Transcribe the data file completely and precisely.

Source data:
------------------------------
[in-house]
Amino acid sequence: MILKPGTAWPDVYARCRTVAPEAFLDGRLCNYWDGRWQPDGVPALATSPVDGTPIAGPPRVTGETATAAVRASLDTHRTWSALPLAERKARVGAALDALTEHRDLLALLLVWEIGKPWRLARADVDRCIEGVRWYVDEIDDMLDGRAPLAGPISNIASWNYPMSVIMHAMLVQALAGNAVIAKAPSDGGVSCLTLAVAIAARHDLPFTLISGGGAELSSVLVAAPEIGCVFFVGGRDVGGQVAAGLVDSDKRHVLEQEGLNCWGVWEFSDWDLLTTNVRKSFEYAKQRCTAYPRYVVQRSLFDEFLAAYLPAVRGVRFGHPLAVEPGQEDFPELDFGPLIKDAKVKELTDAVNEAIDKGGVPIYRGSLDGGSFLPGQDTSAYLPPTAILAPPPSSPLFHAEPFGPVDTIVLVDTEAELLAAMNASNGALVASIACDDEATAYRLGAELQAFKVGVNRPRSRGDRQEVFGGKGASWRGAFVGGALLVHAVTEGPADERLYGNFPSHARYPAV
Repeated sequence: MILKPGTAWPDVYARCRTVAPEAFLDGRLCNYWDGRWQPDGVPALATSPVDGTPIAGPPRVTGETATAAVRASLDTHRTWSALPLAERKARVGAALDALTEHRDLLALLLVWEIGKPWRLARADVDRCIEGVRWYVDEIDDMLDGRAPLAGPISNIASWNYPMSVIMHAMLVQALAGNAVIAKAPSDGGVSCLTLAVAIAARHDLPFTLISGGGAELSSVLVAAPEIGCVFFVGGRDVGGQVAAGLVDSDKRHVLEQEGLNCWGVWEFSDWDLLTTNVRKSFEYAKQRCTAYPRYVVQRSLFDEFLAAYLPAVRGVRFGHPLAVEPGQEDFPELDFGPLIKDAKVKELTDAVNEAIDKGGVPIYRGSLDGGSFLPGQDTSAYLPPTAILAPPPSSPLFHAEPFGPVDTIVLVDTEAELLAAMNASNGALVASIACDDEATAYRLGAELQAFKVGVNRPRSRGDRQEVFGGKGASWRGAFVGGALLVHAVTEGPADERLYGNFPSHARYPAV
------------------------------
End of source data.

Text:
[in-house]
Amino acid sequence: MILKPGTAWPDVYARCRTVAPEAFLDGRLCNYWDGRWQPDGVPALATSPVDGTPIAGPPRVTGETATAAVRASLDTHRTWSALPLAERKARVGAALDALTEHRDLLALLLVWEIGKPWRLARADVDRCIEGVRWYVDEIDDMLDGRAPLAGPISNIASWNYPMSVIMHAMLVQALAGNAVIAKAPSDGGVSCLTLAVAIAARHDLPFTLISGGGAELSSVLVAAPEIGCVFFVGGRDVGGQVAAGLVDSDKRHVLEQEGLNCWGVWEFSDWDLLTTNVRKSFEYAKQRCTAYPRYVVQRSLFDEFLAAYLPAVRGVRFGHPLAVEPGQEDFPELDFGPLIKDAKVKELTDAVNEAIDKGGVPIYRGSLDGGSFLPGQDTSAYLPPTAILAPPPSSPLFHAEPFGPVDTIVLVDTEAELLAAMNASNGALVASIACDDEATAYRLGAELQAFKVGVNRPRSRGDRQEVFGGKGASWRGAFVGGALLVHAVTEGPADERLYGNFPSHARYPAV
Repeated sequence: MILKPGTAWPDVYARCRTVAPEAFLDGRLCNYWDGRWQPDGVPALATSPVDGTPIAGPPRVTGETATAAVRASLDTHRTWSALPLAERKARVGAALDALTEHRDLLALLLVWEIGKPWRLARADVDRCIEGVRWYVDEIDDMLDGRAPLAGPISNIASWNYPMSVIMHAMLVQALAGNAVIAKAPSDGGVSCLTLAVAIAARHDLPFTLISGGGAELSSVLVAAPEIGCVFFVGGRDVGGQVAAGLVDSDKRHVLEQEGLNCWGVWEFSDWDLLTTNVRKSFEYAKQRCTAYPRYVVQRSLFDEFLAAYLPAVRGVRFGHPLAVEPGQEDFPELDFGPLIKDAKVKELTDAVNEAIDKGGVPIYRGSLDGGSFLPGQDTSAYLPPTAILAPPPSSPLFHAEPFGPVDTIVLVDTEAELLAAMNASNGALVASIACDDEATAYRLGAELQAFKVGVNRPRSRGDRQEVFGGKGASWRGAFVGGALLVHAVTEGPADERLYGNFPSHARYPAV